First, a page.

For this we must take a deeper look into how ownership, access, and the perceived threat of violence play a role into the history of our outdoor system. The inaccessibility to outdoor and green spaces among BIPOC communities comes from institutionalized legislation that, in many cases, segregated people of color away from public lands, like national parks and forests, or deliberately banned them from accessing these spaces. It has only been a little over 50 years since the passing of the 1964 Civil Rights Act which among other things granted permission for Black communities to enter public spaces like national and state parks – spaces they had been banned from prior.

Although new laws were introduced to dismantle legal segregation there is still a perceived threat of violence from generational trauma that keeps people of color from visiting the natural world. The monstrous amount of lynchings that occurred from 1865 to 1950s usually took place in forests or natural spaces.

For example, the race riots of 1919, otherwise known as the Red Summer, started because of the wrongful murder of Eugene Williams, a 17-year old Black boy who was killed for crossing into the “white section” of the waters in Lake Michigan. In 2020, we continue to see this play out both in covert ways, as we saw with Christian Cooper, a Black bird watcher in Central Park, to more overt and life-threatening ways, as we saw with Ahmaud Arbery who was fatally shot during an outdoor run.

Another systemic component of what makes outdoor spaces inaccessible to BIPOC communities is the white-washing of history and land ownership. In history books and in even in the naming of outdoor spaces, there has been a deliberate and intentional erasure of Indigenous history and ownership of outdoor lands. We have been led to believe that white men like John Muir, were founding fathers of national parks, leading to this belief that park spaces are reserved and owned by white communities. We have yet to acknowledge that John Muir’s thinking, which is so embedded in environmental movements, was influenced by his own privilege and position as a white man in the 19th century. Preservation of the natural wilderness was executed at the expense of Indigenous communities.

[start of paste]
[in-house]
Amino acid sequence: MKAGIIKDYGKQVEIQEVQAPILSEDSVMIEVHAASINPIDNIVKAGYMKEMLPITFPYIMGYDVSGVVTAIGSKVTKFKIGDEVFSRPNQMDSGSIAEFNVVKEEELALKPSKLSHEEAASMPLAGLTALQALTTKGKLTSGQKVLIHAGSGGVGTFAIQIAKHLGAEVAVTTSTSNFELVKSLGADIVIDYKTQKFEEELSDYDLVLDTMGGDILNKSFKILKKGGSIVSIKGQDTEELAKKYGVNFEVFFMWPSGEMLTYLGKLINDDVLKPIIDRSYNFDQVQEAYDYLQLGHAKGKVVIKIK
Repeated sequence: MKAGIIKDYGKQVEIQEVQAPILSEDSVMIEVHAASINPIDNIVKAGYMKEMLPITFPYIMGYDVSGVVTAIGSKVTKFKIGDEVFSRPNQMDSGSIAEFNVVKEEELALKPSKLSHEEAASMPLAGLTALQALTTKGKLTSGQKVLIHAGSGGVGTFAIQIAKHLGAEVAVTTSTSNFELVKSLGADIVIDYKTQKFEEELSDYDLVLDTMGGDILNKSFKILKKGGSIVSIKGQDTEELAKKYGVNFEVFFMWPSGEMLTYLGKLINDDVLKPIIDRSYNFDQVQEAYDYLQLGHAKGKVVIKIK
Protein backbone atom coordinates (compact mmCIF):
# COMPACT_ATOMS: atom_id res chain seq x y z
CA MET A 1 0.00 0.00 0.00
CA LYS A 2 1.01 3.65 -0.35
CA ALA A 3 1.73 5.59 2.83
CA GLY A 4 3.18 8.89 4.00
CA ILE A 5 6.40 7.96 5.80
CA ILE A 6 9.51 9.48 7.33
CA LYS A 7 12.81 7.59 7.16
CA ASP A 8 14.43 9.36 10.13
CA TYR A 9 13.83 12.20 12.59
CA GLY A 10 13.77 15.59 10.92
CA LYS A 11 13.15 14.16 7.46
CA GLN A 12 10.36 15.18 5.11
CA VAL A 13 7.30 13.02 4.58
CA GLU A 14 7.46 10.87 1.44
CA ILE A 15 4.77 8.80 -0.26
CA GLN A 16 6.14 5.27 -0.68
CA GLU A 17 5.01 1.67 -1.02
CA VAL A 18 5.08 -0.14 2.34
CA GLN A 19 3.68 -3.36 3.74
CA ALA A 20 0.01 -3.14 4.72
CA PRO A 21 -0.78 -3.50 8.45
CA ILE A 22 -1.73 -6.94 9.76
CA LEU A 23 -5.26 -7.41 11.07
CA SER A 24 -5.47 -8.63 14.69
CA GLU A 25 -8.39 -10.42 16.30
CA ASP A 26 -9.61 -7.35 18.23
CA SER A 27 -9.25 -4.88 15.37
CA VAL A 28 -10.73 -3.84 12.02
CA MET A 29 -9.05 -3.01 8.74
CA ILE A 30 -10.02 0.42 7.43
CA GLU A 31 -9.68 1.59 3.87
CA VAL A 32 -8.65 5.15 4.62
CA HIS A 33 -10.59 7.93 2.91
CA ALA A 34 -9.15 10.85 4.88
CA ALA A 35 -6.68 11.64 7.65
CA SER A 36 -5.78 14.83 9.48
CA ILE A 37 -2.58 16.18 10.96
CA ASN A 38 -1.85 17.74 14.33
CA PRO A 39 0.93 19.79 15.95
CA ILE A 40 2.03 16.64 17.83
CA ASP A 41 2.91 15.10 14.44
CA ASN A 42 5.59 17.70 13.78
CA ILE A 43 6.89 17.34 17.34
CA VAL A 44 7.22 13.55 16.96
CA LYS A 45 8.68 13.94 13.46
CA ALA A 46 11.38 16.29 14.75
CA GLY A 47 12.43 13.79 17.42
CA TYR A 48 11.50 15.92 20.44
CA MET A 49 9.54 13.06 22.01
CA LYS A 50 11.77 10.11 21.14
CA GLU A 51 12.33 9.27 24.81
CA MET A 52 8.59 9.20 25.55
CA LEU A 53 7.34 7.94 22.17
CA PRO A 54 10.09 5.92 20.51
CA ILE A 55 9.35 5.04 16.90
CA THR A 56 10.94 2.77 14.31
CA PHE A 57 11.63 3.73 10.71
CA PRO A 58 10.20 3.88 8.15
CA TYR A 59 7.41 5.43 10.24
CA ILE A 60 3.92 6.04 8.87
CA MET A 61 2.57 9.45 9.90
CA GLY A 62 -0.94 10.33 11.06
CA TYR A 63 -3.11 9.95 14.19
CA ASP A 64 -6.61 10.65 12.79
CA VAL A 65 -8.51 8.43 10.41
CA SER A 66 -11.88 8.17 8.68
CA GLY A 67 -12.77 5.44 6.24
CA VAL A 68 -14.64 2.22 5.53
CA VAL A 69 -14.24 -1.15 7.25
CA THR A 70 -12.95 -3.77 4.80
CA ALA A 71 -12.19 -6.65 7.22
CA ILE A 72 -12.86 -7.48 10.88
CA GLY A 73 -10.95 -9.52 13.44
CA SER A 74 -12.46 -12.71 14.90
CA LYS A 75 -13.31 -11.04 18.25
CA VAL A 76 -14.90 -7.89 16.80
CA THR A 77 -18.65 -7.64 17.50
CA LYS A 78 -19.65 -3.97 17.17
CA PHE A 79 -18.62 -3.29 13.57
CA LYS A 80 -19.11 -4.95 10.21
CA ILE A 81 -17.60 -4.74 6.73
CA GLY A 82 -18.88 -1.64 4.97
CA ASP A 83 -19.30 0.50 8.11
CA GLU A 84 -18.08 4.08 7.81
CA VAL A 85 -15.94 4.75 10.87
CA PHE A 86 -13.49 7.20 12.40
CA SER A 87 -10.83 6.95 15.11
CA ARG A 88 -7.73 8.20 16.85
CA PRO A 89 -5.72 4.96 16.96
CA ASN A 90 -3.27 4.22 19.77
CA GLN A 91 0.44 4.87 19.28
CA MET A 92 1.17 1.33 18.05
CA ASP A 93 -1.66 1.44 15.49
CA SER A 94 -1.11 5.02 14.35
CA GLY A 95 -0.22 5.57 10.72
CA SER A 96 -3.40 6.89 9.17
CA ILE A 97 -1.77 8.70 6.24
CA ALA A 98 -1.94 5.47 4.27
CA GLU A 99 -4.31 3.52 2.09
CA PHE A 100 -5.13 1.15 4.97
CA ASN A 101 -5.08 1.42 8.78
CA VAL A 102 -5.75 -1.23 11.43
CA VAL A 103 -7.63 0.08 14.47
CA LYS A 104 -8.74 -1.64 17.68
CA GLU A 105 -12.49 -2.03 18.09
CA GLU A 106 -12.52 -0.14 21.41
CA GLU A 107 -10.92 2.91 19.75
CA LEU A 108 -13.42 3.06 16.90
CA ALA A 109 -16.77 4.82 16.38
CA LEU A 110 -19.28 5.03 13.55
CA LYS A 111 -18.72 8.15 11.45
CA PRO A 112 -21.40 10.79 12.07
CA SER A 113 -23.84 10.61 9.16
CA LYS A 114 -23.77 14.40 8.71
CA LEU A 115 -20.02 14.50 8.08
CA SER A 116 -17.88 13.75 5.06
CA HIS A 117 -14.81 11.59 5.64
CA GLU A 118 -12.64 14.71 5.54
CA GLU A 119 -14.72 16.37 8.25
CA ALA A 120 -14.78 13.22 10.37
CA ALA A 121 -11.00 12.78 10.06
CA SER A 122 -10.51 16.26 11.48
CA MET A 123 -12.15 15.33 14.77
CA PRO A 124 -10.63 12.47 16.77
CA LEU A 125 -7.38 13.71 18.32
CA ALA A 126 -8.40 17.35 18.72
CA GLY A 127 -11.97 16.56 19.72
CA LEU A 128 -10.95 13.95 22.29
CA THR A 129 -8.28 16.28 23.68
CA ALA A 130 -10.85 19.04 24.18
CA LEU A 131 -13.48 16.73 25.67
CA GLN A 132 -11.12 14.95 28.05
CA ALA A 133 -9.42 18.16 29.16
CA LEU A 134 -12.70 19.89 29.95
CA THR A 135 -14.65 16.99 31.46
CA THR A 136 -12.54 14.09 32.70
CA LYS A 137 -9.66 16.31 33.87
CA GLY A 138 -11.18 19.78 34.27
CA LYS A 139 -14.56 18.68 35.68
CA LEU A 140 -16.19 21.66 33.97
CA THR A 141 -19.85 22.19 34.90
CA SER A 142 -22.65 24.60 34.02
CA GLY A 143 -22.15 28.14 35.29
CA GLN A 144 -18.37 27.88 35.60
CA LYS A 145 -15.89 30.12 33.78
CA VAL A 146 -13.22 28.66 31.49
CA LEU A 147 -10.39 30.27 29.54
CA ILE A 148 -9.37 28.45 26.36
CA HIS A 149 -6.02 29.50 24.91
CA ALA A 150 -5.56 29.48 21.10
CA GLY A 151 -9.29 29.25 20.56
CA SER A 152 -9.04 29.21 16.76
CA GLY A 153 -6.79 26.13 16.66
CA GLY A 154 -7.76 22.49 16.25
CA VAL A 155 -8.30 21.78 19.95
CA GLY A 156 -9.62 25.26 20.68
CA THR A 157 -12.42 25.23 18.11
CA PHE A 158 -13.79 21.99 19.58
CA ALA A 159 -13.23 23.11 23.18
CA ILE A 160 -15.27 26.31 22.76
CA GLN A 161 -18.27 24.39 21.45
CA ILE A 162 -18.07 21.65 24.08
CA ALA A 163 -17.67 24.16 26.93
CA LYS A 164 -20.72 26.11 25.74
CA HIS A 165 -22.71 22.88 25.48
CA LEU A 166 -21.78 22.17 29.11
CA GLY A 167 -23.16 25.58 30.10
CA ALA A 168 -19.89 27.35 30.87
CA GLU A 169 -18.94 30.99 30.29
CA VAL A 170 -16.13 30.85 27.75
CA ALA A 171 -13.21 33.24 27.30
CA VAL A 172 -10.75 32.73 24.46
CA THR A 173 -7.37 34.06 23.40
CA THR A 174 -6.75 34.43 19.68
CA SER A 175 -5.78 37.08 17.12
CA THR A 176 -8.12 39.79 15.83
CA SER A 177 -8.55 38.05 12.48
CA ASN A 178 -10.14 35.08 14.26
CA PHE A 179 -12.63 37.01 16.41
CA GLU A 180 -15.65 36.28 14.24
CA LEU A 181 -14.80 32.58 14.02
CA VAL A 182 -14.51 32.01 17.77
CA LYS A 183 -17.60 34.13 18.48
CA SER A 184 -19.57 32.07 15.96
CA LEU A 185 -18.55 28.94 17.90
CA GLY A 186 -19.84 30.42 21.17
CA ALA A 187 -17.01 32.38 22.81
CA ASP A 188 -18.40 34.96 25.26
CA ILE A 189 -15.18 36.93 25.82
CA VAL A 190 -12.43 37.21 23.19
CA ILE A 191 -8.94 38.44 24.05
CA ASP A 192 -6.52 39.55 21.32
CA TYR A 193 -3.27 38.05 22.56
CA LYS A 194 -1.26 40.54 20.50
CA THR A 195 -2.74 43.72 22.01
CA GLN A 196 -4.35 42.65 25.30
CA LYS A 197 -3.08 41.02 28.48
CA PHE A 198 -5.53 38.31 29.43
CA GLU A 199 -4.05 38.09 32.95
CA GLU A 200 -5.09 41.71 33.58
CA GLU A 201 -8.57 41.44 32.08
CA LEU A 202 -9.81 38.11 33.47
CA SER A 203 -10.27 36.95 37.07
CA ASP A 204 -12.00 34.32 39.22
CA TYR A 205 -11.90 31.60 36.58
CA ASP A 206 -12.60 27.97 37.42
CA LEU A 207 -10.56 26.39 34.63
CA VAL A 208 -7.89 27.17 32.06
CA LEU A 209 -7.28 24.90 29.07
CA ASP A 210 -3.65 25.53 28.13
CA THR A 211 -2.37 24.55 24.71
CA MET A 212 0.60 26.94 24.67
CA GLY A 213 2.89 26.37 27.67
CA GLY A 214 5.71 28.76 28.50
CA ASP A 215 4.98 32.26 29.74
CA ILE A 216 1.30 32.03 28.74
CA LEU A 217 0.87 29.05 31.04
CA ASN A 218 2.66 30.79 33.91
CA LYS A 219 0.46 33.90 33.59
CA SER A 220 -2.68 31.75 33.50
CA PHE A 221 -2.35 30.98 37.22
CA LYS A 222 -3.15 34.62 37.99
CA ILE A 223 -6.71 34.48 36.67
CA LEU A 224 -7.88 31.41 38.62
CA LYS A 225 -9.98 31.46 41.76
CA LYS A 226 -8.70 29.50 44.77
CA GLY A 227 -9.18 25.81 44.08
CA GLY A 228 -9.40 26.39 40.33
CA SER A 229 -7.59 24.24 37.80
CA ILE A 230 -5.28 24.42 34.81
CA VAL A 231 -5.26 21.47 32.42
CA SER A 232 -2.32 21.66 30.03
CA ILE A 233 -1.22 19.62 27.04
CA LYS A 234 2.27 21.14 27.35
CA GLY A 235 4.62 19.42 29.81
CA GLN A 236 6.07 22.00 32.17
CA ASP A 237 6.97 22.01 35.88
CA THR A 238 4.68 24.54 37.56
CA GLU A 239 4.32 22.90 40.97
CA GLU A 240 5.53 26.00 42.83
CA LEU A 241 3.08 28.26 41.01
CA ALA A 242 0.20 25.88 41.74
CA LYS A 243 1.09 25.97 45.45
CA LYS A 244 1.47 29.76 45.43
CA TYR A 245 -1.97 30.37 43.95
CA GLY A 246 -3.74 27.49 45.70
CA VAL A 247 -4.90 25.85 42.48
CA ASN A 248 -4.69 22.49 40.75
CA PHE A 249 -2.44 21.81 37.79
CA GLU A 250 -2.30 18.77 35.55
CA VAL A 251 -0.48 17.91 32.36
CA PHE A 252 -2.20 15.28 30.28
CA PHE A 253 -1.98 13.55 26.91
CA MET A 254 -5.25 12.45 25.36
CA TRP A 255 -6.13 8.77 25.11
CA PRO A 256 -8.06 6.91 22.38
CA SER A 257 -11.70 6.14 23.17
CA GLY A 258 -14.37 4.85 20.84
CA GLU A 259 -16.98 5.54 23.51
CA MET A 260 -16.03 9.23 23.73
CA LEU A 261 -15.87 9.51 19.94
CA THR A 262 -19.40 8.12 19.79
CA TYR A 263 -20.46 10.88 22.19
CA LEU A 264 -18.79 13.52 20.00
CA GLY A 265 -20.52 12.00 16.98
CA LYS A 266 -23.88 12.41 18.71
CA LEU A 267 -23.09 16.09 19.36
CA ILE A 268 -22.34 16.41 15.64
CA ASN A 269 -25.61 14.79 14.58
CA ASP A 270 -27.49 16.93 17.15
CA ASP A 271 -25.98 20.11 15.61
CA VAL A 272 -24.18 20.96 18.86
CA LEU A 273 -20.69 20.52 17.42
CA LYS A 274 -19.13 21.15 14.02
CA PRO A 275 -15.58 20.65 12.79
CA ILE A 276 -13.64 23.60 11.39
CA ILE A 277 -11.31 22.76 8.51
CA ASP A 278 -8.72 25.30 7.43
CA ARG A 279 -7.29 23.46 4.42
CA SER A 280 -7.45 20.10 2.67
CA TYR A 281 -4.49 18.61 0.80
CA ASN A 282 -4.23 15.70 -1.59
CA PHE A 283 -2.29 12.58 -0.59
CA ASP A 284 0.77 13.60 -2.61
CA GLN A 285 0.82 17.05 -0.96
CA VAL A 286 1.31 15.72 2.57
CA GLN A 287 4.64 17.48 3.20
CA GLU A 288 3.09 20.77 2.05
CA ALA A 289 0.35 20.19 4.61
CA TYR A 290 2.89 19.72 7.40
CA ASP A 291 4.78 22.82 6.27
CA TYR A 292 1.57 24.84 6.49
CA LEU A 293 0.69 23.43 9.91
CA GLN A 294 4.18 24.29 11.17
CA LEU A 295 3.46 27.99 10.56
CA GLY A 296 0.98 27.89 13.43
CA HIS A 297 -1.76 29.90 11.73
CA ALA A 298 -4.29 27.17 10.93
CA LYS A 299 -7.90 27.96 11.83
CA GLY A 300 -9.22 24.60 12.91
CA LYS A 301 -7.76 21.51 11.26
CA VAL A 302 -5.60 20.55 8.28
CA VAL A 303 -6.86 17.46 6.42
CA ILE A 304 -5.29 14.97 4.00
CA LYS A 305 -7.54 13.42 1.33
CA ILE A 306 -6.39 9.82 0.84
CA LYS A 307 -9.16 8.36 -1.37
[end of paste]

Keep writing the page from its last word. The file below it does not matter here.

How Do We Address Racism in Outdoor Spaces?

A picture of students in an outdoor park seated and facing one student who is standing and talking to them.

While many say ‘the outdoors does not discriminate,’ it is safe to say that our outdoor recreational system is built on the same underlying system of oppression governing our society. This means that we all have a responsibility to actively dismantle the systems that are widening this diversity gap.

To reverse the effects of racism on the outdoors, we must push for policies that have racial and spatial justice at the forefront. By using our social capital through spreading awareness and demanding greater accessibility to the natural world for all, we would be granting communities who have been historically separated from these spaces, an opportunity to enjoy them as well. Programs like Every Kid Outdoors strive to make the outdoors more inclusive by offering free or low-cost outdoor programs to children from low-income families. Community Nature Connection focuses on outdoor equity through access and exploration programs. Their Transit to Trails program offers free buses from low-income urban areas to natural spaces like beaches, national parks and mountains. There is also a growing social media movement with several social media accounts dedicated to championing the #DiversifyOutdoors movement. Well-known brands are now also pledging to advance representation for BIPOC communities across the outdoor industry.

In addition to supporting organizations committed to environmentalism for all, we can also engage in active efforts to listen to BIPOC voices who share their experiences and knowledge so we can continue to mobilize through awareness and demanding greater accessibility to the natural world for all. In turn, we would be opening spaces to communities that have been historically displaced and removed so they can enjoy them without fear.

Author Bio:

Naomi Humphrey is an alumna of National Health Foundation’s BUILD Health Initiative at Thomas Jefferson Senior High. She is currently an undergraduate student at UCLA, and continues to advocate for park equity and spatial justice for her home community as a member of Prevention Institute’s Powering Healthy Lives through Parks Community Advisory Board, and serving as NHF’s Health Equity Fellow. This article is the second of a series authored by Naomi exploring current issues regarding health equity and the built environment.